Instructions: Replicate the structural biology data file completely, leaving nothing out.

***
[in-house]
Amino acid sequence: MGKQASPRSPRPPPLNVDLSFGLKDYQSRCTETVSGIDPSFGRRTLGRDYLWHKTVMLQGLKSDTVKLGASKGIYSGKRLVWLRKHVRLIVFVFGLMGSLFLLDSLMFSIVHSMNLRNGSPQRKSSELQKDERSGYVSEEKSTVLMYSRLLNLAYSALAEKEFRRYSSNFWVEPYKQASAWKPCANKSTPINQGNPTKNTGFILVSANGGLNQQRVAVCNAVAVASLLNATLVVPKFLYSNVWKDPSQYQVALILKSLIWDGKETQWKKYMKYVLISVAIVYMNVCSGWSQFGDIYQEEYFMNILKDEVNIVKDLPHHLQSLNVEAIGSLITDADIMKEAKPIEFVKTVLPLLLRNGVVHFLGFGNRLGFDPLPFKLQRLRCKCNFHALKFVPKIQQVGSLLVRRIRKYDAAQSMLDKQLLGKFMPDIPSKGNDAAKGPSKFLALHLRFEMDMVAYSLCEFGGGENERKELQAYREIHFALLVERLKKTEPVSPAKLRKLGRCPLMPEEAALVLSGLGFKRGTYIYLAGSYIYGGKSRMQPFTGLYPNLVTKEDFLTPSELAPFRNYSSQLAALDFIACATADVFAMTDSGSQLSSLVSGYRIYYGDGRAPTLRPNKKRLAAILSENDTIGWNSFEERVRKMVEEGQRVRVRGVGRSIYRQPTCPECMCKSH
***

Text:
[in-house]
Amino acid sequence: MGKQASPRSPRPPPLNVDLSFGLKDYQSRCTETVSGIDPSFGRRTLGRDYLWHKTVMLQGLKSDTVKLGASKGIYSGKRLVWLRKHVRLIVFVFGLMGSLFLLDSLMFSIVHSMNLRNGSPQRKSSELQKDERSGYVSEEKSTVLMYSRLLNLAYSALAEKEFRRYSSNFWVEPYKQASAWKPCANKSTPINQGNPTKNTGFILVSANGGLNQQRVAVCNAVAVASLLNATLVVPKFLYSNVWKDPSQYQVALILKSLIWDGKETQWKKYMKYVLISVAIVYMNVCSGWSQFGDIYQEEYFMNILKDEVNIVKDLPHHLQSLNVEAIGSLITDADIMKEAKPIEFVKTVLPLLLRNGVVHFLGFGNRLGFDPLPFKLQRLRCKCNFHALKFVPKIQQVGSLLVRRIRKYDAAQSMLDKQLLGKFMPDIPSKGNDAAKGPSKFLALHLRFEMDMVAYSLCEFGGGENERKELQAYREIHFALLVERLKKTEPVSPAKLRKLGRCPLMPEEAALVLSGLGFKRGTYIYLAGSYIYGGKSRMQPFTGLYPNLVTKEDFLTPSELAPFRNYSSQLAALDFIACATADVFAMTDSGSQLSSLVSGYRIYYGDGRAPTLRPNKKRLAAILSENDTIGWNSFEERVRKMVEEGQRVRVRGVGRSIYRQPTCPECMCKSH